Mona Haydar ‘My music is a reflection of my heart and mind’

Tuesday 04 September 2018
Photography Ryan Saradjola

Originally known for her ‘Ask A Muslim’ booth in Cambridge,where she offered people an opportunity for conversation. Syrian-American Mona Haydar has always aimed to lead discussion, she is a female figure who’s vision is so aligned with her beliefs that she won’t be stopping anytime soon (and we don’t want her too). In March 2017, she initiated an important one upon the release of her first rap single, ‘Hijabi’ a song which called out racism and colourism while commemorating female diversity. Ahead of her first EP, we had a chat with this with Haydar about her transition to music and what it means to be “for Love.”

Why did you transition from poetry into rap?

Being an artist means that I’m super sensitive to the world around me. I always saw art as a means of healing and as having the power to transform. You string some words together and suddenly it’s more than just disjointed words– it’s a poem– it’s a song. I was at a point in my trajectory as an artist that I felt compelled to really break free from the self imposed restrictions I’d set up for myself. I felt compelled to speak what was on my heart in a bigger way– even if it was going to be harder for me, even if it was going to take some work and adjustment on my end. I felt compelled to take on that instruction from my heart and see if I could work my art into a form that more people might be able to reach more people. My message is basically Love. capital L, and I’m going to make sure to send that out as far and wide as I can because there are too many others sending around division, hatred and bigotry. I felt compelled to counter that in some ways, especially growing up other, non-white, not fully human to some, not fully American to some, not fully Arab to some, not fully Syrian to some. We need more love and I’m trying to be somebody who brings it.

Who are your biggest influences?

I’m so inspired by people like my mother – people who live their lives with integrity and love no matter who says what about it. I really love the world of Charles Eisenstein and his writing about the budding “more beautiful world we all know is possible.” Musically I’m really influenced by classics like Umm Kulthoum. I love Janet Jackson, Prince, Mashrou Leila, Yasiin Bey, Jill Scott, Amir Sulaiman, Erykah Badu. I love the lyricism of J Cole and Chance the Rapper. I love the way artists like Frank Ocean and Sia just lay it all out in their music. I love vulnerability.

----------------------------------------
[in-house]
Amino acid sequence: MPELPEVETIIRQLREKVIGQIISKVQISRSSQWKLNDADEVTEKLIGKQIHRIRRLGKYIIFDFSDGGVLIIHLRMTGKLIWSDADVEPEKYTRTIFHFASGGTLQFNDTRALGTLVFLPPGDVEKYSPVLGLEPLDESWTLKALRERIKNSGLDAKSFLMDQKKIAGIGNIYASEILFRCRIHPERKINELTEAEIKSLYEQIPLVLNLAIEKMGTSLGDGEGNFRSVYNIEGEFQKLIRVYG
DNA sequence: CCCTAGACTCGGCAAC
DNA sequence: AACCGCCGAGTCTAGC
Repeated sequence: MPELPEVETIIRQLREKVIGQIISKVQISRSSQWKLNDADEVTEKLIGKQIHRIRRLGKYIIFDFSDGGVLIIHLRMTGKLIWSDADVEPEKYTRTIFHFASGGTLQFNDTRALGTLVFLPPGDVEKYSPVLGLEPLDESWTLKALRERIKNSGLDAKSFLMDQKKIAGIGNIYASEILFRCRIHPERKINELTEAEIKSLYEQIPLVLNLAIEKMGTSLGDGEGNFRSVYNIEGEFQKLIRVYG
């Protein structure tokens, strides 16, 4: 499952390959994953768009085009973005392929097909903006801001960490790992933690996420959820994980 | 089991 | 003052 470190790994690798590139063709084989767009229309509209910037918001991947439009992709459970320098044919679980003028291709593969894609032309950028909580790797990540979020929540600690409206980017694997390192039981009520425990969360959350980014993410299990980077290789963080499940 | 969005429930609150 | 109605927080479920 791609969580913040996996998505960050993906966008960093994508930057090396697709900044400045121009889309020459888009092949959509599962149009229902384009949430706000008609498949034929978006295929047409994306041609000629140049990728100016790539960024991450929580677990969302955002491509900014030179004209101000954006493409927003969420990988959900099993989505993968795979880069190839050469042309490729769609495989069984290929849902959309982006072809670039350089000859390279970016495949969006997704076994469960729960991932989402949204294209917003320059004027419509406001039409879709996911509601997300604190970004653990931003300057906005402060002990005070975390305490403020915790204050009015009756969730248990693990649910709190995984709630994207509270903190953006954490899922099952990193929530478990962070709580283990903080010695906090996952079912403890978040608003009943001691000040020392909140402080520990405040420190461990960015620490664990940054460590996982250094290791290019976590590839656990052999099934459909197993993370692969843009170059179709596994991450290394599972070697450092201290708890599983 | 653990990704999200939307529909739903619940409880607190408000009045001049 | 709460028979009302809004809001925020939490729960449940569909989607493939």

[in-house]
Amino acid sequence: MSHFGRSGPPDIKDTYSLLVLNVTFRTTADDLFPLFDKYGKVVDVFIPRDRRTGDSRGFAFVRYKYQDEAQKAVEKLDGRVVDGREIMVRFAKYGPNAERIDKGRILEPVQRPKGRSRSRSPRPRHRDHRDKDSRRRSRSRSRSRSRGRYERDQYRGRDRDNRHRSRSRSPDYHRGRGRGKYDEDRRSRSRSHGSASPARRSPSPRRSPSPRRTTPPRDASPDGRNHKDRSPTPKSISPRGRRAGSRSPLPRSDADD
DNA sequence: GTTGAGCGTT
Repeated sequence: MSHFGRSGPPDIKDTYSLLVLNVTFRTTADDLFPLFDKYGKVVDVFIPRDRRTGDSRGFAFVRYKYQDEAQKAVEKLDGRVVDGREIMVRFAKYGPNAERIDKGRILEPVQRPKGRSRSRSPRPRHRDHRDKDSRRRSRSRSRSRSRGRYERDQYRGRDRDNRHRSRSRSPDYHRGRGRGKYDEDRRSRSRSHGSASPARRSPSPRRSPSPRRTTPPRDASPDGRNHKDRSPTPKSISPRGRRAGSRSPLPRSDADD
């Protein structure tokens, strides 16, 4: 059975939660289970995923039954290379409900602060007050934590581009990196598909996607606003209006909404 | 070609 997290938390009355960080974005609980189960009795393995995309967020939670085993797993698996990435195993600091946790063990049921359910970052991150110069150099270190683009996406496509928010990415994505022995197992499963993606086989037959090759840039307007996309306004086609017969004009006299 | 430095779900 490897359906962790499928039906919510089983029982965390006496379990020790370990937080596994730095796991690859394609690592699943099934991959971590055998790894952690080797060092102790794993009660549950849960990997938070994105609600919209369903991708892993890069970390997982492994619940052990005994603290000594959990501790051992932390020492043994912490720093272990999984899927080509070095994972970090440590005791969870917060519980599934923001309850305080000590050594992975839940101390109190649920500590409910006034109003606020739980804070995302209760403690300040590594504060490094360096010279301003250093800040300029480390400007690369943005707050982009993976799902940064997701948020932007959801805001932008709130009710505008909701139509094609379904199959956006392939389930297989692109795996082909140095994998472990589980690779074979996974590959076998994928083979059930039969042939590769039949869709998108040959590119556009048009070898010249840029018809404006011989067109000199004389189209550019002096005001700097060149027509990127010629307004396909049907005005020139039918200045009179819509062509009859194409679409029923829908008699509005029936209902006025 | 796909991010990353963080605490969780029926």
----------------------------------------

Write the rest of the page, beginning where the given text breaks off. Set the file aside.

How do you balance studying and making music?

My whole life is studying. I go down these research rabbit holes every few days and it’s one of the things I really love to do. Having just finished my Masters in Christian Ethics and Theology, it wasn’t easy to balance studying, having a family–two kids who need me and my work as a Chaplain as well as my dream of making more music. It was definitely a lot to juggle but I feel like I’m learning to live in greater harmony and balance everyday. I feel like things like my spiritual life and practices keep me more grounded and focused on the important things in my life.

Your songs feature aspects of power, race and gender, do you see your music as a platform for activism?

It’s not so much about my music being a platform for activism. My music is a reflection of my heart and mind and really you’re just getting what I experience, think about and feel. I talk about problematic power structures and systems of oppression because I believe in speaking truth to domination– that’s part of what it is to be for love– standing up for Love is standing up for justice.

What can we expect from your forthcoming EP Barbarican?

The EP will hopefully be a really good time– I really want people to enjoy it, laugh a little. cry a little, feel seen, feel heard. feel understood, feel outraged, feel healed. The title refers to always being other– always barbarian no matter how much we try– it’s about stopping, recognizing that we are enough- owning our non-western ways as valuable and beautiful. Owning our hybridity as lovely- as whole and not fragmented and compartmentalized. We are whole in the midst of all our seeming contradictions and intersectional identities. We are whole We are love. We are Barbarican.

Who would you love to collab with? 

I love and respect so many artists right now. I think my top dream collabs would have to be Kehlani,  J Cole, Sia, Chance, James Blake, Princess Nokia. Childish Gambino, Andre 300, Yasiin Bey —– I could go on and on!!!

What would you like people to take from your music?

I hope people walk away feeling loved, seen, heard and valued. I hope they walk away feeling affirmed in their identity, no matter what it is and what the world has to say about it.

Listen to Mona’s track ‘Hijabi’ here: